Keeping The Main Thing The Main Thing

Popular business consultant and best-selling author Jim Collins has written a new book titled, Great By Choice. In one section of his book, Collins singles out Southwest Airlines as arguably the most successful airline in history. Southwest has been in business for 41 years and has made a profit the last 39 years in a row. They are consistently at the top of Fortune 500’s most admired companies.

Why? What’s the secret behind the industry’s most dependable and profitable airline? Collins insists the key to Southwest’s long-term success is the fact that their mission has remained the same. They keep the main thing, the main thing. The values haven’t changed. “We work hard, have fun and take care of people”, says Gary Kelly, Executive Vice President. It’s as simple as that.

Over the years Southwest Airlines has made necessary adjustments to pricing, added new destinations, altered flight schedules and varied loading procedures, but they have stayed with the basics for over four decades. They only use 737 jets, not a fleet. As a result, pilots can easily adjust and airplane parts are interchangeable. They have open seating, no first class. They dedicate themselves to fulfilling the same mission and keeping the same values and the results speak for themselves.

Southwest’s success provides a good lesson for church leaders. God honors the church that stays with the basics. Our core beliefs don’t change. We believe the Bible is God’s inspired Word. We believe God created the world, man is a sinner, Jesus died an atoning death for our sins and arose bodily from the grave and He’s the only way to salvation. We believe the Holy Spirit dwells within the heart of every Christian. We believe there is a heaven awaiting those who belong to Christ and hell awaits those who reject Him. We believe the church is the body of Christ on earth and it exists primarily to evangelize the lost and deepen them with God’s truth.

While it’s occasionally necessary to make adjustments in presentation and methodology, wise church leaders don’t become obsessed with innovation. They don’t fall victim to what David Novak, CEO of YUM! calls “innovative indulgence.” They recognize that in a world of constant upheaval there is some value in tradition and they don’t change just for change sake.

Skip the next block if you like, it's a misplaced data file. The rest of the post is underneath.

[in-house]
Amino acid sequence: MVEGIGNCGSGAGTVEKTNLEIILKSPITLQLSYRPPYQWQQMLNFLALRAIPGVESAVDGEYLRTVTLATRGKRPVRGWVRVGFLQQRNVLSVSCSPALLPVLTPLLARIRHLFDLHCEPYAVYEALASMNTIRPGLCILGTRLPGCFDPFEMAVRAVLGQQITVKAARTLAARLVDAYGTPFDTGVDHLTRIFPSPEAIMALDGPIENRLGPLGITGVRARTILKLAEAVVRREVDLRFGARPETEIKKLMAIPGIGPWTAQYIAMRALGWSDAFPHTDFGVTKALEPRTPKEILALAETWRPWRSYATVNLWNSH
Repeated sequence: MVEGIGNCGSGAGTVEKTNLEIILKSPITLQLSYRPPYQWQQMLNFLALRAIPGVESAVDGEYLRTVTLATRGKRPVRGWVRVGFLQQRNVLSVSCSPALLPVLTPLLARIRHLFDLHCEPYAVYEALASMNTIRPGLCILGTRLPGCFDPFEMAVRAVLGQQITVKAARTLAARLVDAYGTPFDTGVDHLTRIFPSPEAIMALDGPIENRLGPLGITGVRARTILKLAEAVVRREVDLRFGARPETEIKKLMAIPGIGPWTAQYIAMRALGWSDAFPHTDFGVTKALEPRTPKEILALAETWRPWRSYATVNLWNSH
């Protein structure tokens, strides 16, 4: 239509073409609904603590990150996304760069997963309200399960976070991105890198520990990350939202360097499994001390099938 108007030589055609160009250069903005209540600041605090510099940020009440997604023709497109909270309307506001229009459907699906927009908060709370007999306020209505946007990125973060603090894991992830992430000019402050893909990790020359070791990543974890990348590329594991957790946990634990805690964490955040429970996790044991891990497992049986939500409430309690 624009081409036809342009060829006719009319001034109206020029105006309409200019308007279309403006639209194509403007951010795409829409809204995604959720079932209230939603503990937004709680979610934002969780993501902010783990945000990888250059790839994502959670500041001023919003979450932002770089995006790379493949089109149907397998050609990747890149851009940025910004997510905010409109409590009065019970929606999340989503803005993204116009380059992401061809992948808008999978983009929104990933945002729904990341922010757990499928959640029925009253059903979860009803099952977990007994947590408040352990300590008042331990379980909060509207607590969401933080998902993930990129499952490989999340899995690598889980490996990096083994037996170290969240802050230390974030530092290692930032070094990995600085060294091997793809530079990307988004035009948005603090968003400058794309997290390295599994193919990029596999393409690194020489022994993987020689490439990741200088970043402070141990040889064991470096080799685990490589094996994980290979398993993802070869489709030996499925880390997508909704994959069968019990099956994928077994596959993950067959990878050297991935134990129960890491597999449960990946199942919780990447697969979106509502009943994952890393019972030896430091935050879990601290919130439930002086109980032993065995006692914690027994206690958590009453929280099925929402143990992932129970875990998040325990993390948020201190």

Thomas Sowell wrote, “Much of the social history of the western world over the past three decades has been a history of replacing what worked with what sounded good.” That’s frequently been the history of the church also. Some excellent changes in methodology have been made over the years but some ideas that sounded really good in promotion haven’t proven as effective in practice.

Of much greater concern however is the changing of the basic message. Some believers, who love innovation, quickly get bored with the sameness of the message and seek to gain the world’s approval by “tweaking” the orthodox doctrine a little so it’s more palatable to contemporary listeners. Many “emerging church” leaders have insisted we need to be sensitive to what’s politically correct and not offend people with the ancient doctrine of hell or the exclusivity of Jesus. While their creative energy sparks some temporary interest, the demon of liberalism has emptied more churches and dried up more religious institutions of higher learning than any of Satan’s other minions.

The church would do well to remember that the power to save and transform lives is not in persuading the world we’re cool but in emphasizing the awesome magnetism of the cross. Jesus said, “If I be lifted up I will draw all men to me.” That’s why the Apostle Paul warned, “But even if we or an angel from heaven should preach a gospel other than the one we preached to you, let him be eternally condemned!” (Gal. 1:8)

Years ago several churches adopted the slogan, “Geared to the times, but anchored to the Rock.” Good slogan. Be flexible and willing to change when necessary but don’t be obsessed with change for change sake. Most importantly, stay with the basic beliefs and don’t conveniently say what itching ears want to hear. The Apostle John advised, “See that what you have heard from the beginning remains in you. If it does, you also will remain in the Son and in the Father. And this is what he promised us—even eternal life” (1 John 2:24-25).

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